Wally Pfister made a name for himself as one of the top cinematographers in Hollywood over the past decade, shooting Bennett Miller's "Moneyball," Lisa Cholodenko's "Laurel Canyon," and the films of Christopher Nolan, culminating with his Oscar win for "Inception." But with "Interstellar," Nolan has to do without Pfister for the first time since his debut, "Following," as his regular DP has greater ambitions.

Pfister's directorial debut "Transcendence" hits theaters on April 17. It's a highly ambitious, fascinating concept, but it remains to be seen whether Pfister has a shot at a long-term career as a director. In anticipation for that project, here are fifteen major cinematographers who tried their hand at directing, with varying results. [Just a quick note: this list doesn't include directors who serve as their own cinematographers, such as Steven Soderbergh or Robert Rodriguez.]

Mario Bava

Cinematography Background: Bava got his start working with none other than Italian Neorealism master Roberto Rossellini, shooting his early shorts "The Bullying Turkey" and "Lively Teresa" in 1939. He spent the next two decades as a cinematographer in the Italian film industry, working with notable filmmakers such as Vittorio De Sica ("It Happened in the Park," co-directed by Gianni Franciolini), Raoul Walsh (the American/Italian co-production "Esther and the King"), Jacques Tourneur ("The Giant of Marathon," which he did uncredited directing on). Perhaps his most notable film as a cinematographer is the Steve Reeves sword-and-sandals hit "Hercules." Bava became known for his gifts with optical trickery, something that would serve as one of his calling cards as a filmmaker.

Notable Films Directed: "Black Sunday," "Black Sabbath," "The Girl Who Knew Too much," "Blood and Black Lace," "Planet of the Vampires," "Kill, Baby, Kill!," "Twitch of the Death Nerve" (aka "Bay of Blood" and about fifteen other alternate titles)

How Did He Do?: Pretty spectacular. Bava's lurid, visually striking horror films paved the way for the likes of Dario Argento and Lucio Fulci in the 1970s, with "Blood and Black Lace" often regarded as the first giallo film. "Black Sunday," influenced the look of Francis Ford Coppola's "Bram Stoker's Dracula" thirty-two years after its release, while Dan O'Bannon's script for "Alien" borrows elements from "Planet of the Vampires" wholesale. And anyone who ever enjoyed a slasher film, guiltily or not, owes it to themselves to check out Bava's spectacularly nasty "Twitch of the Death Nerve" (on Netflix as "Bay of Blood"), from which "Friday the 13th Part 2" steals one of the more memorable death scenes.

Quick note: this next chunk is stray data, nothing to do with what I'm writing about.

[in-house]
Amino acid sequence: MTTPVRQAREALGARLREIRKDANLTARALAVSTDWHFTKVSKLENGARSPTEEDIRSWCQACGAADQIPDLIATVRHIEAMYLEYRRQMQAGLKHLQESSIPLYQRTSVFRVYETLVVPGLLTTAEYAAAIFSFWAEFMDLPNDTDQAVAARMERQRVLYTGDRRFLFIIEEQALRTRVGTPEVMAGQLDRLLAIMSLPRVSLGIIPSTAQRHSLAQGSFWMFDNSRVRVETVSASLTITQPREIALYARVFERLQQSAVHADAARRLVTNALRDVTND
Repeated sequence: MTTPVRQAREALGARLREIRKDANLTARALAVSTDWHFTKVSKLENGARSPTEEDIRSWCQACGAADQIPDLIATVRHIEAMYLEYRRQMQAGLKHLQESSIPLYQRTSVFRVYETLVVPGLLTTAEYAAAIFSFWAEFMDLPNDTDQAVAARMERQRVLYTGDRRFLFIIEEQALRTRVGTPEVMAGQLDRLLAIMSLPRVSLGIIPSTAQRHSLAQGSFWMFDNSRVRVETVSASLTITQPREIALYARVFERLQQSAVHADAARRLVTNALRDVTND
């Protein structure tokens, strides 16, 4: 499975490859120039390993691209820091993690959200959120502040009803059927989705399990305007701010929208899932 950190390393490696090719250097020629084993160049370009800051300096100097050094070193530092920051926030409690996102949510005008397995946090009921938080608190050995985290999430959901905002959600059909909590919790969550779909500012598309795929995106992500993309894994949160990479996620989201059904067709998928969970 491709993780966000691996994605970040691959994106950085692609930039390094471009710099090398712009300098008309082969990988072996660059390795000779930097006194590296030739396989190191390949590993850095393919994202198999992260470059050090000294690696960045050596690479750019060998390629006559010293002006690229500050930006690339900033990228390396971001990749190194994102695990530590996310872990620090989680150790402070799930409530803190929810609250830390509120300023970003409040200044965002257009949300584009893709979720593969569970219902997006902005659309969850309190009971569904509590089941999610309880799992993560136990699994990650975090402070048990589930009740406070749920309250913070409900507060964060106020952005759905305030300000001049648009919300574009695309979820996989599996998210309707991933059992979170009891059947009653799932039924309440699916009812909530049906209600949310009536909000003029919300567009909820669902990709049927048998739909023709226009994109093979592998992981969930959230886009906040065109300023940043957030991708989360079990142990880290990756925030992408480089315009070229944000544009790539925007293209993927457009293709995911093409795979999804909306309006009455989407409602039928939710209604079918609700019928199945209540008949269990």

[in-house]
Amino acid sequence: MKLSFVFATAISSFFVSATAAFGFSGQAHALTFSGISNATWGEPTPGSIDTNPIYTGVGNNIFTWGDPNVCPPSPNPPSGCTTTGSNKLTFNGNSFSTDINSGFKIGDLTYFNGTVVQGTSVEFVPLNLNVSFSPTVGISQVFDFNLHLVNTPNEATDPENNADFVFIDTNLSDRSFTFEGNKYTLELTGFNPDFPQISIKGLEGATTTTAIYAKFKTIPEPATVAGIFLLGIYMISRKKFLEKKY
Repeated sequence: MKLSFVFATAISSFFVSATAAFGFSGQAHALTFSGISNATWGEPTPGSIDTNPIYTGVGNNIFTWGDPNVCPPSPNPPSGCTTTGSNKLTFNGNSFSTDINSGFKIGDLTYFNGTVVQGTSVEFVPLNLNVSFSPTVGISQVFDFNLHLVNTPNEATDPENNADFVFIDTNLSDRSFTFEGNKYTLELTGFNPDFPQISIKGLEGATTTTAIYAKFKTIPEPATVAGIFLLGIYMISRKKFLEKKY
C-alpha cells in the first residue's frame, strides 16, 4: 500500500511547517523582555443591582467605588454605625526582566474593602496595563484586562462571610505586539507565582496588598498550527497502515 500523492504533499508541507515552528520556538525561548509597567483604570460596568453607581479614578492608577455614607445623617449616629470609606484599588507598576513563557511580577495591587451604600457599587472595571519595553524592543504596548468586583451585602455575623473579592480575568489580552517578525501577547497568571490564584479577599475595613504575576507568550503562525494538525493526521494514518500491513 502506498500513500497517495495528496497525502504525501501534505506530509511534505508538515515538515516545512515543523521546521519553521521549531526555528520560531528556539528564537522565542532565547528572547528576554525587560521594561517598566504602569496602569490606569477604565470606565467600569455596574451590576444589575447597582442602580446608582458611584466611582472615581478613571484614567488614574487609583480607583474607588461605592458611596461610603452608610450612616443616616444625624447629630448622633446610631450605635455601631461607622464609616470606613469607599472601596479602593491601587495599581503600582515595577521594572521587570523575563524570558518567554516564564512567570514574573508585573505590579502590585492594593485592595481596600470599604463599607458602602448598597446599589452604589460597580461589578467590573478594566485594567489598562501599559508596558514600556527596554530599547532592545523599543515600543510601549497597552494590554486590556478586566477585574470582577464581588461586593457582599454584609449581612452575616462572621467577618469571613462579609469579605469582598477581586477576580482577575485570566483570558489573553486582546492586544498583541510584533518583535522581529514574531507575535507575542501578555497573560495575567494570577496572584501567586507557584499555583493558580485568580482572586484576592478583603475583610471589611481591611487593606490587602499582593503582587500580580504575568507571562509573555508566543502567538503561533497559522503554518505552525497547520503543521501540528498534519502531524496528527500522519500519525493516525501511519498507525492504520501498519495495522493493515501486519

"Sons and Lovers"
"Sons and Lovers"

Jack Cardiff

Cinematography Background: Michael Powell's films are known for their sensuous, almost impossibly gorgeous looks, and Jack Cardiff is partly responsible for three of their best works. Cardiff shot "A Matter of Life and Death" (aka "Stairway to Heaven"), with its spectacular, imaginative view of the afterlife, "Black Narcissus," for which he won the Oscar for Best Cinematography, and "The Red Shoes," surely among the most beautiful-looking movies ever made. He also worked for such A-list directors as Alfred Hitchcock ("Under Capricorn"), John Huston ("The African Queen"), Joseph L. Mankiewicz ("The Barefoot Contessa"), and King Vidor ("War and Peace"). He eventually returned to cinematography in the 80s, shooting action flicks like "Conan the Destroyer" and "Rambo: First Blood Part II."

Notable Films Directed: "The Story of William Tell" (unfinished), "Scent of Mystery," "Sons and Lovers," "Dark of the Sun"

How Did He Do?: Not bad. Cardiff had a rough start on his directorial debut, "The Story of William Tell," a passion project of Errol Flynn's that would have been the first independent film in CinemaScope, had it not been for finance problems that would ruin Flynn. Cardiff directed a few other smaller productions before shooting 1960's "Scent of Mystery," the first film shot in Smell-O-Vision, another disaster as the scent cards didn't work properly at the premiere and negative word-of-mouth spread before the problem could be fixed. Cardiff's directorial career wasn't a total boondoggle, though: his other 1960 film, the D.H. Lawrence adaptation "Sons and Lovers," was an Academy Award nominee for Best Picture, while Cardiff himself was nominated for Best Director alongside Billy Wilder ("The Apartment") and Alfred Hitchcock ("Psycho"). Most of Cardiff's subsequent directorial work didn't make many waves, but 1967's "Dark of the Sun" has fans in Martin Scorsese, who calls it a guilty pleasure, and Quentin Tarantino, who used its music in "Inglourious Basterds."